A long-standing but recently revealed security hole in the EFI boot ROM in OS X system may allow attackers to take over Apple hardware that shipped with a Thunderbolt port.
In the upcoming Chaos Communications Congress in Germany, the attack, which was found by researcher Trammell Hudson, will allow a compromised Thunderbolt device to modify the ROM of a vulnerable Mac, which then could compromise the ROM of any additional Thunderbolt devices subsequently attached to the same Mac and have them likewise be able to infect additional hardware.
This approach to hacking a system is similar to recent demonstrations of exploiting Macs with keyboard-mimicking USB hardware that can be scripted using Perl, Shell, and AppleScript languages to quickly modify system settings in OS X, simply by plugging the device into the USB port for a few seconds.
These approaches are interesting findings, and will likely result in ROM and software updates to help prevent unauthorized access, but overall are not something that the average user should worry about. Simply be aware of who you give access to your Mac, and take all security precautions to lock down your data, and you should be good to go.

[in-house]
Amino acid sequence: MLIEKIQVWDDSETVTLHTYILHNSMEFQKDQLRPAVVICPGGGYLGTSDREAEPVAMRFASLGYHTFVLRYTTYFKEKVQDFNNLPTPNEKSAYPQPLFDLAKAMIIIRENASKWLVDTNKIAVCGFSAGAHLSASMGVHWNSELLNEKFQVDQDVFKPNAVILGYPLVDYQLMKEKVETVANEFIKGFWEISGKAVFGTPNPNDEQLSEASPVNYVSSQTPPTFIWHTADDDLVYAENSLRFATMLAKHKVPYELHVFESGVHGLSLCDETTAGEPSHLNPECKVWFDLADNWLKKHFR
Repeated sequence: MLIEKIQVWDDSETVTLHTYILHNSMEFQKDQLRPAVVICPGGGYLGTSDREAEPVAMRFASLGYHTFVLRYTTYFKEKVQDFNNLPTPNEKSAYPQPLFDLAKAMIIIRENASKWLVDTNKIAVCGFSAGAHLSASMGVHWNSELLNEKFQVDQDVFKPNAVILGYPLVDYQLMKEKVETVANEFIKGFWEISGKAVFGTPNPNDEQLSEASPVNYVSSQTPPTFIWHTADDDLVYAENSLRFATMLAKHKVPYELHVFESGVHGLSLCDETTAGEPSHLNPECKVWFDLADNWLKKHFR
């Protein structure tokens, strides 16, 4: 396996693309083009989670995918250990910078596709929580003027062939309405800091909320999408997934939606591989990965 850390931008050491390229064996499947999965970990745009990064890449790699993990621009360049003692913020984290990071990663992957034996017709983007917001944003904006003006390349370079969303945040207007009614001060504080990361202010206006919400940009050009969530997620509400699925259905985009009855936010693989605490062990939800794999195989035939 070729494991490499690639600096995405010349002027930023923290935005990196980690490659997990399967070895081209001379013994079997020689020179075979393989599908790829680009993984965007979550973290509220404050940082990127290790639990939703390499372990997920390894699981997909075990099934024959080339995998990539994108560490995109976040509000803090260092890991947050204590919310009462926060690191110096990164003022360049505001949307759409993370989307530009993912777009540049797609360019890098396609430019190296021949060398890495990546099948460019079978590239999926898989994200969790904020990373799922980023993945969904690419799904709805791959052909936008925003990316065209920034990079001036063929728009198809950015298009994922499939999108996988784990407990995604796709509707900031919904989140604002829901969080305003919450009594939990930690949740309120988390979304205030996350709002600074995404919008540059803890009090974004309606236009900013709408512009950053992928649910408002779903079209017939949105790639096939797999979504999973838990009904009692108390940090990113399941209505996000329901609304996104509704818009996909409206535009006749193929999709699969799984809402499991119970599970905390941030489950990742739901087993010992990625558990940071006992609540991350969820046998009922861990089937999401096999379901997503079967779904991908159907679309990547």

I don’t let other people even look at my iMac!
How can ROM be modified?
ROM is only intended to be “Read Only” under general use, but can be modified in special ways, the most common of which is to flash it. In general, the system reserves flashing as the only way to modify ROM; however, bugs such as this one may allow ROM contents to be overwritten, and result in problems.
Macworld reported this exploit only applies to Mac laptops. I don’t know why there a difference here and there, but in any case this is something Apple needs to patch PDQ before hackers figure out how to use it.
Excellent article in todays Arstechnica on this exploit.
World’s first (known) bootkit for OS X can permanently backdoor Macs